"So I run to the door to open it and saw a lot of people outside," Xi says. "Some were armed. And some had a battering ram, ready to take down the door. An FBI agent showed his badge and asked me, 'Are you Xiaoxing Xi?' I said yes, and then he announced that I was arrested. Another agent just put the handcuffs on me."

Xi says his wife and daughters — one of whom was 12 years old at the time — were at home and witnessed the scene. They were marched out of their bedrooms at gunpoint, Xi says, while he was taken away for questions and fingerprinting.

Xi was charged with four counts of wire fraud. A widely respected expert in superconductor technology, he was accused of trying to help "Chinese entities in becoming world leaders of the superconductivity field," a field with military applications. The Justice Department also alleged that Xi, in exchange for his efforts, "repeatedly sought lucrative and prestigious appointments in China."

The charges were eventually dropped against Xi, who denies that he ever sought to enrich himself through improper means or that he ever spied for China.

"No, never," he told NPR. "Of course I collaborate with people in China, but that's what the government and the universities encourage us to do — academic collaboration, in particular in today's global environment for scientific research."

"I wish they [would] catch more people who are actually doing the spying," Xi adds. "But cases like mine — they undermine people's confidence in America's legal system. These kind of cases literally terrorize the Asian-American community, and scientific community."

Xi's case carries echoes of the accusations against Wen Ho Lee, a Taiwanese-born scientist at Los Alamos National Laboratory. Lee was indicted back in 1999 for stealing nuclear weapons designs and sharing them with China. He spent nine months in solitary confinement.

All charges against Lee were later dropped, except one — improper handling of restricted data. Some details in the case remain murky to this day, but the presiding judge eventually apologized to Lee for his harsh treatment — and Lee was awarded a $1.6 million settlement.

Copyright 2018 NPR. To see more, visit http://www.npr.org/.

RENEE MONTAGNE, HOST:

In a Tennessee courtroom today, a high-stakes bail hearing will take place. It's a case involving China and alleged nuclear espionage. Allen Ho has been jailed since April. He's charged with violating the Atomic Energy Act. His case is one of a number involving scientists who the U.S. government suspects may also be spies. The scientists in question are all U.S. citizens, though they were all born in mainland China or Taiwan.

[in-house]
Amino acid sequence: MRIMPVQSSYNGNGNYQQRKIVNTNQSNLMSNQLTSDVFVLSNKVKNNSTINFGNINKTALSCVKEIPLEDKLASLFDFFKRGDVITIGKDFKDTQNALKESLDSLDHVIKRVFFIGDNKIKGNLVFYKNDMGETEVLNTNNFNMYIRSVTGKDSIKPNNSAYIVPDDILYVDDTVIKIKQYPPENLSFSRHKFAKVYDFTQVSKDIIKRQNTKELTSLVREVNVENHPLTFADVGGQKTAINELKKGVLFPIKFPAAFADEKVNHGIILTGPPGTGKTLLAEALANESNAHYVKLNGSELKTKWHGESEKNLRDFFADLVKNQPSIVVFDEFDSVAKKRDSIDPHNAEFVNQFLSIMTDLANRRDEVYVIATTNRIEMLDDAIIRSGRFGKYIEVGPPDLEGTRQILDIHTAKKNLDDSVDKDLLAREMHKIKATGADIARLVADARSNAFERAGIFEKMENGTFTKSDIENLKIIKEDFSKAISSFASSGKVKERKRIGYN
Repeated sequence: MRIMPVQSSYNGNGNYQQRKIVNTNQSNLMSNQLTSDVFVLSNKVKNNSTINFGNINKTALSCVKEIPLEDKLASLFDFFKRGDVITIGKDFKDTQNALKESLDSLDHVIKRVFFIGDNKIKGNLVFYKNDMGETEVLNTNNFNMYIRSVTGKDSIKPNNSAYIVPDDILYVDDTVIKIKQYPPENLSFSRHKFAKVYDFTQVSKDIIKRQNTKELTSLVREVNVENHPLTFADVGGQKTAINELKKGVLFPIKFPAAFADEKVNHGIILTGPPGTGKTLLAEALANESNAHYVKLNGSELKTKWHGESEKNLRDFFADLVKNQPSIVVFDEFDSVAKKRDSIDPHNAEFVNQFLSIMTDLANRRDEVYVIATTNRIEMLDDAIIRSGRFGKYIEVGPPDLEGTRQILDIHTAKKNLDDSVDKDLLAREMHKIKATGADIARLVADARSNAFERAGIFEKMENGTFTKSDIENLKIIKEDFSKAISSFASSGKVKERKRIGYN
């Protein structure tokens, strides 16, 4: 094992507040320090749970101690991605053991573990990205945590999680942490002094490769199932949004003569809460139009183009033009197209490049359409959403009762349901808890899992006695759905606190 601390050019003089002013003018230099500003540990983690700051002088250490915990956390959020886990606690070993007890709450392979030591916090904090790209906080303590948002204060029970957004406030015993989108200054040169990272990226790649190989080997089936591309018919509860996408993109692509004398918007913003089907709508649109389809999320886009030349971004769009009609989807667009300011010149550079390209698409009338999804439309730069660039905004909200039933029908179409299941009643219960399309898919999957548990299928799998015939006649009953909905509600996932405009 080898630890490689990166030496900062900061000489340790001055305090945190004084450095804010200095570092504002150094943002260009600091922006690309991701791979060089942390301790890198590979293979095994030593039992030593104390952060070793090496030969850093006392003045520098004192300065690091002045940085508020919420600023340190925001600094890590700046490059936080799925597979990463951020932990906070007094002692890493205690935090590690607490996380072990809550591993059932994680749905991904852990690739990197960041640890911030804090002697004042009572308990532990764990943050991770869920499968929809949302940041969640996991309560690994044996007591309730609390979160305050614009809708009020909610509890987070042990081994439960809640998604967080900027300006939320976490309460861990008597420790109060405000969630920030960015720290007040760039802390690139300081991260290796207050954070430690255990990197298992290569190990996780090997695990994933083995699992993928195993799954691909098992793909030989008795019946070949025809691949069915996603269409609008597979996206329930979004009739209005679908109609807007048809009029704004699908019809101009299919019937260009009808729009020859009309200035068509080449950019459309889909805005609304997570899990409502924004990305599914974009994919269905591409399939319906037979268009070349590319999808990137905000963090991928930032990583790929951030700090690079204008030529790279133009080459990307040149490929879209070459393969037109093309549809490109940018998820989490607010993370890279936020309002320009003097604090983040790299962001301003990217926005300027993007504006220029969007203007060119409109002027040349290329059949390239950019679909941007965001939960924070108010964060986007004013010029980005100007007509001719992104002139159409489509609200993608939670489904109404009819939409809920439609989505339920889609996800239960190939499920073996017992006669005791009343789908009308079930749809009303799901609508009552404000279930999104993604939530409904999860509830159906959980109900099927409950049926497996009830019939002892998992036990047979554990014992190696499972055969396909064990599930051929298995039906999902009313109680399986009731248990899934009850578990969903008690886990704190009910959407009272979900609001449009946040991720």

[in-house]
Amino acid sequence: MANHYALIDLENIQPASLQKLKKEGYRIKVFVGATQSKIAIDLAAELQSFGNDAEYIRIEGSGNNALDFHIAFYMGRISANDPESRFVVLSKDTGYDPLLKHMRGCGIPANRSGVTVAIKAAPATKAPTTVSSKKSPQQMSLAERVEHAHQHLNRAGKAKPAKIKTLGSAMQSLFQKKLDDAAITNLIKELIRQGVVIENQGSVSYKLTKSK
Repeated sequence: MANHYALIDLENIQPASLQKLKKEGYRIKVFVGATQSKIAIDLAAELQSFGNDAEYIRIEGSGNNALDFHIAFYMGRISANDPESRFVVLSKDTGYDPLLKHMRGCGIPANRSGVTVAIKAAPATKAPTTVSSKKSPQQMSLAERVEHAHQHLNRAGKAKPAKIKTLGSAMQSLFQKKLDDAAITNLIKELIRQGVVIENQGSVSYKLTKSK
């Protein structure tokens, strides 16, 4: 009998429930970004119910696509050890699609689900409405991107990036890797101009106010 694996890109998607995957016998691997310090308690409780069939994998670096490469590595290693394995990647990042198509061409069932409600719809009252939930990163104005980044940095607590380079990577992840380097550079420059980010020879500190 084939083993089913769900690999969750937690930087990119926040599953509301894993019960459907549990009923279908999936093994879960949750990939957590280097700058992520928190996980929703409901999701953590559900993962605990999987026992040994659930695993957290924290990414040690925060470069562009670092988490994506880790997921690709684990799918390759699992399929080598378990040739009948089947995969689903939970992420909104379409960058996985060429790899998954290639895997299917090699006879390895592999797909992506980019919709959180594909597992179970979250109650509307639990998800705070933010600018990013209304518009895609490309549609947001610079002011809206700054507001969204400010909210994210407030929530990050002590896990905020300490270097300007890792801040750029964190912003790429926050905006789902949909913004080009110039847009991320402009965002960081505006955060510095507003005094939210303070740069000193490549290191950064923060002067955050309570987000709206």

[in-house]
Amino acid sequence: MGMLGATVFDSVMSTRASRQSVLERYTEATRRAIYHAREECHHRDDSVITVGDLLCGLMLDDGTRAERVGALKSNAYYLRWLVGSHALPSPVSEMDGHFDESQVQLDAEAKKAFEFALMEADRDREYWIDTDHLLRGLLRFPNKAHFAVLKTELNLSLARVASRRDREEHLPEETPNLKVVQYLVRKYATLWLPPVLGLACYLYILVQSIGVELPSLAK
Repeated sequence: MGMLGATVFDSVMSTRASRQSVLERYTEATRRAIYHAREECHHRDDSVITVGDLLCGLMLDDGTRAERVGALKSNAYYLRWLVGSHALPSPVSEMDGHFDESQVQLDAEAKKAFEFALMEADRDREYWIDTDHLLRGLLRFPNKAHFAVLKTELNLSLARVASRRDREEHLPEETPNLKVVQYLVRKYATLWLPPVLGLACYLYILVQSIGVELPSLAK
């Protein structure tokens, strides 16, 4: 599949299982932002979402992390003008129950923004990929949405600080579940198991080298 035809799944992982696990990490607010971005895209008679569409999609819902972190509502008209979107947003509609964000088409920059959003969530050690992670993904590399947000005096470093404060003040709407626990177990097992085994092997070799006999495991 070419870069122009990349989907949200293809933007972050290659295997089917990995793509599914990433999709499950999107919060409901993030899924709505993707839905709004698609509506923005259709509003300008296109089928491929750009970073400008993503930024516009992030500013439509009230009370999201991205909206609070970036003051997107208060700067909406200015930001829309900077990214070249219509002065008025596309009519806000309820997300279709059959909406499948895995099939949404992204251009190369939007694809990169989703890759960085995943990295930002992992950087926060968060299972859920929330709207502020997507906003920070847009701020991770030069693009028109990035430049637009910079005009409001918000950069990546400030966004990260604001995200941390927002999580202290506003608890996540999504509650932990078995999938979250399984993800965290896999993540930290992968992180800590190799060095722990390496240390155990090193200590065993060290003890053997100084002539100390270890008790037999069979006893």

NPR's Mary Louise Kelly is with us here now. Good morning.

MARY LOUISE KELLY, BYLINE: Good morning, Renee.

MONTAGNE: And what exactly is Allen Ho charged with?

KELLY: So Ho is a nuclear engineer and consultant. And the charges against him, in essence, are that he helped China's biggest nuclear power company to develop sensitive nuclear technology. He's also charged with conspiracy to act as an agent of a foreign government, in this case China. And the allegation is that in doing these things, he put U.S. national security at risk.

These are serious charges, Renee. They carry a maximum of a possible life sentence.

MONTAGNE: And Allen Ho, he's denied these charges?

KELLY: He does. Again, he's been in jail, so I wasn't able to speak to him. But I did interview his attorney, a man named Peter Zeidenberg, who has defended a number of these Asian-American scientists, many of whose cases have eventually been dismissed. And so Zeidenberg would not comment on the details of Ho's case, but he would say across the cases he's been involved with, he sees a pattern of people targeted because of their ties to China.

Here's what he said.

PETER ZEIDENBERG: If their ties were to France or their ties were to Italy or to Scandinavia, their conduct would never come under the radar of the department. It's a bright red flag.

KELLY: You heard him talking there under the radar of the department, and what he means is, of course, the Justice Department, which is prosecuting these cases. And that's worth noting. Zeidenberg, who's now with a big D.C. law firm Arent Fox, but he was a longtime federal prosecutor. And he told me he thinks his former colleagues are overreaching.

ZEIDENBERG: They have been way too quick to pull the trigger on these cases and others. And they see conspiracies and patterns and malevolent conduct when there isn't any.

MONTAGNE: Talk to us, Mary Louise, about some of these cases involving scientists accused of spying. Several have made the news in the last few months.